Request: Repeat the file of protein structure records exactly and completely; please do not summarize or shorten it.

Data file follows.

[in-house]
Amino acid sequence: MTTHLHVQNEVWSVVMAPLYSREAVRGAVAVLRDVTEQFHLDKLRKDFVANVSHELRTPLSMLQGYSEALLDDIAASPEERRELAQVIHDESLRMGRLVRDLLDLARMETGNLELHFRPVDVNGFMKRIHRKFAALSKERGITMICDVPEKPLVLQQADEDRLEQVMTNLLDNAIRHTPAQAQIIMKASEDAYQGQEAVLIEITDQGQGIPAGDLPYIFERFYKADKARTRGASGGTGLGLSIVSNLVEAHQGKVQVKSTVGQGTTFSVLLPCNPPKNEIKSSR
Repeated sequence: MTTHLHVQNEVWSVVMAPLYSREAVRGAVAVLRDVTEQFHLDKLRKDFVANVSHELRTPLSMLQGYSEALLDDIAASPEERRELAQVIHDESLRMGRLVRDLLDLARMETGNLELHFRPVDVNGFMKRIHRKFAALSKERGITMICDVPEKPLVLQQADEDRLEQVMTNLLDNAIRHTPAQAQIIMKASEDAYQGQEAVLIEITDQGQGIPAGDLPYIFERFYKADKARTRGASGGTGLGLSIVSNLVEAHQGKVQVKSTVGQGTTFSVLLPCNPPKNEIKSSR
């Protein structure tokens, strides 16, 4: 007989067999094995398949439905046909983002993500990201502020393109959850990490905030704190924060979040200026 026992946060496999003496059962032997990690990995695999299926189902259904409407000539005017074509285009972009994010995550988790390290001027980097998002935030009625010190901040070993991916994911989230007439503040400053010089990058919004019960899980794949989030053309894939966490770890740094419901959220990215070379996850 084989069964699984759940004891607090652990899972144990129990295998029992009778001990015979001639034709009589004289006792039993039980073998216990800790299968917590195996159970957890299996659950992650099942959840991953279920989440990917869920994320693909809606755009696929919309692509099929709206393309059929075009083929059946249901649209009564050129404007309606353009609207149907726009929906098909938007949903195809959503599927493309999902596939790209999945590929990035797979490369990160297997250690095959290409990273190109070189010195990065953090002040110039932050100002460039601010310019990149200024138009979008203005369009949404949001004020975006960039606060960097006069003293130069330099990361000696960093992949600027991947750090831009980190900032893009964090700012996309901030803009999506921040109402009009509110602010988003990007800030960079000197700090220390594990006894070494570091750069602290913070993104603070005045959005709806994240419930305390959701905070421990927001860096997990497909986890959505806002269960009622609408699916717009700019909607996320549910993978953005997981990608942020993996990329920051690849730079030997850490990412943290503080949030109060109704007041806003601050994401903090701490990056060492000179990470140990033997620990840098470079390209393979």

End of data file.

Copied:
[in-house]
Amino acid sequence: MTTHLHVQNEVWSVVMAPLYSREAVRGAVAVLRDVTEQFHLDKLRKDFVANVSHELRTPLSMLQGYSEALLDDIAASPEERRELAQVIHDESLRMGRLVRDLLDLARMETGNLELHFRPVDVNGFMKRIHRKFAALSKERGITMICDVPEKPLVLQQADEDRLEQVMTNLLDNAIRHTPAQAQIIMKASEDAYQGQEAVLIEITDQGQGIPAGDLPYIFERFYKADKARTRGASGGTGLGLSIVSNLVEAHQGKVQVKSTVGQGTTFSVLLPCNPPKNEIKSSR
Repeated sequence: MTTHLHVQNEVWSVVMAPLYSREAVRGAVAVLRDVTEQFHLDKLRKDFVANVSHELRTPLSMLQGYSEALLDDIAASPEERRELAQVIHDESLRMGRLVRDLLDLARMETGNLELHFRPVDVNGFMKRIHRKFAALSKERGITMICDVPEKPLVLQQADEDRLEQVMTNLLDNAIRHTPAQAQIIMKASEDAYQGQEAVLIEITDQGQGIPAGDLPYIFERFYKADKARTRGASGGTGLGLSIVSNLVEAHQGKVQVKSTVGQGTTFSVLLPCNPPKNEIKSSR
């Protein structure tokens, strides 16, 4: 007989067999094995398949439905046909983002993500990201502020393109959850990490905030704190924060979040200026 026992946060496999003496059962032997990690990995695999299926189902259904409407000539005017074509285009972009994010995550988790390290001027980097998002935030009625010190901040070993991916994911989230007439503040400053010089990058919004019960899980794949989030053309894939966490770890740094419901959220990215070379996850 084989069964699984759940004891607090652990899972144990129990295998029992009778001990015979001639034709009589004289006792039993039980073998216990800790299968917590195996159970957890299996659950992650099942959840991953279920989440990917869920994320693909809606755009696929919309692509099929709206393309059929075009083929059946249901649209009564050129404007309606353009609207149907726009929906098909938007949903195809959503599927493309999902596939790209999945590929990035797979490369990160297997250690095959290409990273190109070189010195990065953090002040110039932050100002460039601010310019990149200024138009979008203005369009949404949001004020975006960039606060960097006069003293130069330099990361000696960093992949600027991947750090831009980190900032893009964090700012996309901030803009999506921040109402009009509110602010988003990007800030960079000197700090220390594990006894070494570091750069602290913070993104603070005045959005709806994240419930305390959701905070421990927001860096997990497909986890959505806002269960009622609408699916717009700019909607996320549910993978953005997981990608942020993996990329920051690849730079030997850490990412943290503080949030109060109704007041806003601050994401903090701490990056060492000179990470140990033997620990840098470079390209393979």